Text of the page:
Jianhan Chen Research Group
Computational Biophysics and Biomaterials

Undergraduate research training opportunities

We welcome experienced and inexperienced undergraduate students to join our lab to receive training in computer modeling of biomolecules. More advanced trainee will direclty participate in real research projects. Financial support during learning/training (!) is possible through multiple mechanisms.

Lecture notes on biomolecular modeling

  • CHARMM Analysis Tools (PDF, 3.7 MB, MMTSB/CTBP Workshop 2009)
  • Implicit Solvent: Principles and Challenges (PDF, 8.5 MB, MMTSB/CTBP Workshop 2009)
  • Replica Exchange Sampling (PDF, 12.2 MB, MMTSB/CTBP Workshop 2009)
  • How to fold a protein? (PDF, 10.1 MB, KSU GROW Summer Workshop 2010)

Courses taught at UMass Amherst

CHEM 475: Phys. Chem. I: Quantum Mechanics & Spectroscopy

  • This is physical chemistry course for Chemistry majors that introduces key concepts in quantum mechanics and related spectroscopy.
CHEM 585: Advanced Phys. Chem: Statistical Mechanics
  • This is an upper division physical chemistry course that introduces key concepts in statistical mechamics.
CHEM 627: Biomolecular Structure
  • This is a graduate course that discuss the structural properties of protein structures and how these structural properties mediate protein function. The course also includes practical sessions of using PyMol for visualizing protein structures.
CHEM 891G: Graduate Core I
  • The primary goal of the Core Course is to build essential skills required for success in the research career, including critical evaluation of literature, development of original research ideas, as well as written and oral communication skills. The course will also help develop effective and inclusive collaborational skills that will be crucial for pursuing interdisciplinary research.

Courses taught at K-State

BIOCH 110: Biochemistry and Society

  • This is an introductory course for biochem and non-biochem majors that covers a wide range of biochemistry topics and their roles and impacts on our society.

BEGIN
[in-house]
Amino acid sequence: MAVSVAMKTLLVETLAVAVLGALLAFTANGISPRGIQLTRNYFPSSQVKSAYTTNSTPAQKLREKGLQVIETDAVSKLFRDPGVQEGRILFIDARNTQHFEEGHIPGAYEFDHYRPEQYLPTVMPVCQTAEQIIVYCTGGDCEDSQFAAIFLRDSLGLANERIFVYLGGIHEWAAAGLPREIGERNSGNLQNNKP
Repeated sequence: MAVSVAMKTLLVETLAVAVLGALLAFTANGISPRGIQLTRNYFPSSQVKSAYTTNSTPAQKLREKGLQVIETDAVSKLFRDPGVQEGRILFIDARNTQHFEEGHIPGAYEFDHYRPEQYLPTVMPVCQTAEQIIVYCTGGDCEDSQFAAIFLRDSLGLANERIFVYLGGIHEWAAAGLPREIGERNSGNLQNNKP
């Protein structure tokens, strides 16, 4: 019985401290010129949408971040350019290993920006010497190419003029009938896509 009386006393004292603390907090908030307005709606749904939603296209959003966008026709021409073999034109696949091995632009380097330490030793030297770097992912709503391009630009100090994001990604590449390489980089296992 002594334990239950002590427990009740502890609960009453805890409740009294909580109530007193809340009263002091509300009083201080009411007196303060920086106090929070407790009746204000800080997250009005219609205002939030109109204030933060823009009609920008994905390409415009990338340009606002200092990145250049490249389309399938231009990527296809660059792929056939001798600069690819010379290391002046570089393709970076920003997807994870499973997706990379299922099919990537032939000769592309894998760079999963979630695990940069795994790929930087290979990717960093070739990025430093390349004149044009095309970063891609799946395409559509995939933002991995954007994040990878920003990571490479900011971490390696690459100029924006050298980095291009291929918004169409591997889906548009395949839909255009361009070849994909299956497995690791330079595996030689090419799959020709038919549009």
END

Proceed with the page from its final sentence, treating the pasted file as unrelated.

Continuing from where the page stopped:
BIOCH 265: Introduction to Organic & Biochemistry BIOCH 590: Physical Studies of Biomacromolecules (now BIOCH 775: Molecular Biophysics)
  • Course Information and Syllabus
  • Topics and Lecture Notes
    • Introduction to biological macromolecules (PDF, 4.6 MB)
    • Classical and statistical thermodynamics; Thermochemistry (PDF, 2.3 MB)
    • Molecualr interactions and biomolecular structures; Computer modeling (PDF, 6.9 MB)
    • Size and shape of macromolecules: Diffusion and light scattering (PDF, 2.8 MB)
    • Quantum mechanics and Optical spectroscopy (PDF, 17.3 MB)
    • NMR: basic principles and applicaitons to biomolecules (PDF, 21.6 MB)
    • Protein X-ray crystallography (PDF, 5.4 MB)
BIOCH 755: Biochemistry I
  • This is the first semester of our core Biochemistry course and covers protein structure, enzyme mchanisms and carbohydrate metabolism.
  • Topics and Lecture Notes (Section I)
    • Introduction to biomolecules and thermodynamics (PDF, 3.1M)
    • Water and acid-base equilibrium (PDF, 4.3M)
    • Amino acids (PDF, 4.1M)
    • Protein structures (PDF, 11M)
    • Protein stability and protein folding (PDF, 5.2M)
    • Molecular mechanics and molecular dynamics (PDF, 7.5M)
    • Oxygen binding proteins (PDF, 4.5M)
    • Muscle proteins (PDF, 3.1M)
    • Protein purification and squencing (PDF, 4.2M)
BIOCH 765: Biochemistry II
  • This is the second semester of our core Biochemistry course and covers the metabolism of lipids, nitrogen-containing biochemicals and nuclei acids.
  • Course Information and Syllabus
  • Topics and lecture notes (Section II)
    • Introduction to Amino Acids (PDF, 1.9 MB)
    • Amino Acid Metabolism (PDF, 18 MB)
    • Nucleotide Metabolism (PDF, 10 MB)
BIOCH 915: Biomolecular Modeling
  • This course introduces the basic principles of computer modeling and simulation of biomolecules, with a focus on practical skills of utilizing publically available computer tools to address research questions in biochemical and biophysical research. The students are required to propose and complete independent course projects.

Courses are managed by K-State Online: an Internet based learning management system.

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